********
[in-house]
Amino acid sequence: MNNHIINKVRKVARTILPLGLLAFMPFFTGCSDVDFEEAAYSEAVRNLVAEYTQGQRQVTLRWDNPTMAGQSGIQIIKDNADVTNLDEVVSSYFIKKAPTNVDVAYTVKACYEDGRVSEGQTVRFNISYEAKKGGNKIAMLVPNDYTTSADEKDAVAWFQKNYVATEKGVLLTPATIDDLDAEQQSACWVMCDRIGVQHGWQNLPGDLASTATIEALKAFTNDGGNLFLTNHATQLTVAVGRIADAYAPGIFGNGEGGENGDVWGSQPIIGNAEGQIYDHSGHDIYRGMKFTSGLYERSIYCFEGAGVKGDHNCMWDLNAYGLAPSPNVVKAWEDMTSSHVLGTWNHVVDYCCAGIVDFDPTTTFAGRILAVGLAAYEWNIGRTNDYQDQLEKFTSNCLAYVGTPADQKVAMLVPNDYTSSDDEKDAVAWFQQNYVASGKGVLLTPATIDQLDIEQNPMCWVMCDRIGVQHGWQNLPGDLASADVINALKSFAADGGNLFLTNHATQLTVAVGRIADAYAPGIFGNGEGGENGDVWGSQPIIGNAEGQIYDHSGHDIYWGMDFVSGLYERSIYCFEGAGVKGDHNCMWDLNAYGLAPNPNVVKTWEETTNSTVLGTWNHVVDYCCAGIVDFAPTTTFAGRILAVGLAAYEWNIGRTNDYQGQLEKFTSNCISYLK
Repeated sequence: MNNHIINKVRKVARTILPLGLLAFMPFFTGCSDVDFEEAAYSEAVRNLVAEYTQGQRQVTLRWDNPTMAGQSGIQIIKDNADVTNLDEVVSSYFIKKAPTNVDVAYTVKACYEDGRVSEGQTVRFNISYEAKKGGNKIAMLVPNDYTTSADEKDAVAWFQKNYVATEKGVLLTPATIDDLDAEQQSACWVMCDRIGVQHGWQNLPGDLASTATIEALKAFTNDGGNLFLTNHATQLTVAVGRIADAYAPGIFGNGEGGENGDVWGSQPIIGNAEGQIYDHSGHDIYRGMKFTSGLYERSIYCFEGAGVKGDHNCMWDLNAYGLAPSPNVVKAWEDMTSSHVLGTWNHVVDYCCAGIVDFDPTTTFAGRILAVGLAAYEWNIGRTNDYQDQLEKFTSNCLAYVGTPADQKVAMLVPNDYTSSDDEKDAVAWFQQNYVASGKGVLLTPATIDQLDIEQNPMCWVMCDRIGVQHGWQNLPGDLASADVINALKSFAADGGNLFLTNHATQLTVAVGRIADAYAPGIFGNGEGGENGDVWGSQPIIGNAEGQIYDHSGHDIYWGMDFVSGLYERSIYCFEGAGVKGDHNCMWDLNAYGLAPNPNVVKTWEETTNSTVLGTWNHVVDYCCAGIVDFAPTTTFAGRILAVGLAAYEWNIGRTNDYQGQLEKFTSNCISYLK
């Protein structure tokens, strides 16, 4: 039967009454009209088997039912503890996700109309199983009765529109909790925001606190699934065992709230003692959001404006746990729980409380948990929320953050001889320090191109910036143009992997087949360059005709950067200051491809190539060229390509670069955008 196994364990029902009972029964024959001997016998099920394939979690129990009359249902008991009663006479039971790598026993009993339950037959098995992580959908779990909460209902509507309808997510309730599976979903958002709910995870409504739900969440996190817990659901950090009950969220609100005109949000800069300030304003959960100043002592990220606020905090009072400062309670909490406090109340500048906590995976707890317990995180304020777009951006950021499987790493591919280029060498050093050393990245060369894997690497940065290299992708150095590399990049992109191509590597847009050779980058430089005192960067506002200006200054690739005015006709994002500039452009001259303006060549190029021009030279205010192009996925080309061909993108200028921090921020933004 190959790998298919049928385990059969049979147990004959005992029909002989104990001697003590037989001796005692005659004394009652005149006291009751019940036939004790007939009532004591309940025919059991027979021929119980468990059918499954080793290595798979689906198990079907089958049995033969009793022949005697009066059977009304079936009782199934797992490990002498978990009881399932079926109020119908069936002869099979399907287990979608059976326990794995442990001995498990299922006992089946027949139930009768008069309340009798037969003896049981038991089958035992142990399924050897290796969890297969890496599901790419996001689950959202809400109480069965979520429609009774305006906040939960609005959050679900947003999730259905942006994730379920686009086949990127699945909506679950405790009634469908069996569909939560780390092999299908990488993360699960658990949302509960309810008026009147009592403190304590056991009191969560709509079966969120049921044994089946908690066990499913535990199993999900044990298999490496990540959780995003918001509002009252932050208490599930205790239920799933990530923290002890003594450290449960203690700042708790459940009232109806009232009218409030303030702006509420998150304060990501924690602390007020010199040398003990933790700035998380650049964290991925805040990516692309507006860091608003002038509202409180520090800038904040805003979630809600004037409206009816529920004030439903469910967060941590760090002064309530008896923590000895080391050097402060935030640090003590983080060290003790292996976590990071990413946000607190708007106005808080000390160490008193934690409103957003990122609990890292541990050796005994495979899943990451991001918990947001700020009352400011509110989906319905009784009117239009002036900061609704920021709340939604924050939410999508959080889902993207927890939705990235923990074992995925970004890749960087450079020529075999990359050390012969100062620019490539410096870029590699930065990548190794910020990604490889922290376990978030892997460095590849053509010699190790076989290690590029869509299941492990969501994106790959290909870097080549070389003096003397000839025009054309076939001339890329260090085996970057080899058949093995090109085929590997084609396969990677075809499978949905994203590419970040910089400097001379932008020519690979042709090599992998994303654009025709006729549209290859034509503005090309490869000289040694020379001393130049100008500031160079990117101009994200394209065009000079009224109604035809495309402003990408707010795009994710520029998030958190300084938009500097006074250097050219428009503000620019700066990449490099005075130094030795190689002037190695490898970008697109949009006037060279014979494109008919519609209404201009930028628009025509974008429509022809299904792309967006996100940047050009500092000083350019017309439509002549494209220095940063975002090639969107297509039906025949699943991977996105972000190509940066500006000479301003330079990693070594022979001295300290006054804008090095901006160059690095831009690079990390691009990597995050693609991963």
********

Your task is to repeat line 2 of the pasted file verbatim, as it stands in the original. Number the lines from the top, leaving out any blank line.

Amino acid sequence: MNNHIINKVRKVARTILPLGLLAFMPFFTGCSDVDFEEAAYSEAVRNLVAEYTQGQRQVTLRWDNPTMAGQSGIQIIKDNADVTNLDEVVSSYFIKKAPTNVDVAYTVKACYEDGRVSEGQTVRFNISYEAKKGGNKIAMLVPNDYTTSADEKDAVAWFQKNYVATEKGVLLTPATIDDLDAEQQSACWVMCDRIGVQHGWQNLPGDLASTATIEALKAFTNDGGNLFLTNHATQLTVAVGRIADAYAPGIFGNGEGGENGDVWGSQPIIGNAEGQIYDHSGHDIYRGMKFTSGLYERSIYCFEGAGVKGDHNCMWDLNAYGLAPSPNVVKAWEDMTSSHVLGTWNHVVDYCCAGIVDFDPTTTFAGRILAVGLAAYEWNIGRTNDYQDQLEKFTSNCLAYVGTPADQKVAMLVPNDYTSSDDEKDAVAWFQQNYVASGKGVLLTPATIDQLDIEQNPMCWVMCDRIGVQHGWQNLPGDLASADVINALKSFAADGGNLFLTNHATQLTVAVGRIADAYAPGIFGNGEGGENGDVWGSQPIIGNAEGQIYDHSGHDIYWGMDFVSGLYERSIYCFEGAGVKGDHNCMWDLNAYGLAPNPNVVKTWEETTNSTVLGTWNHVVDYCCAGIVDFAPTTTFAGRILAVGLAAYEWNIGRTNDYQGQLEKFTSNCISYLK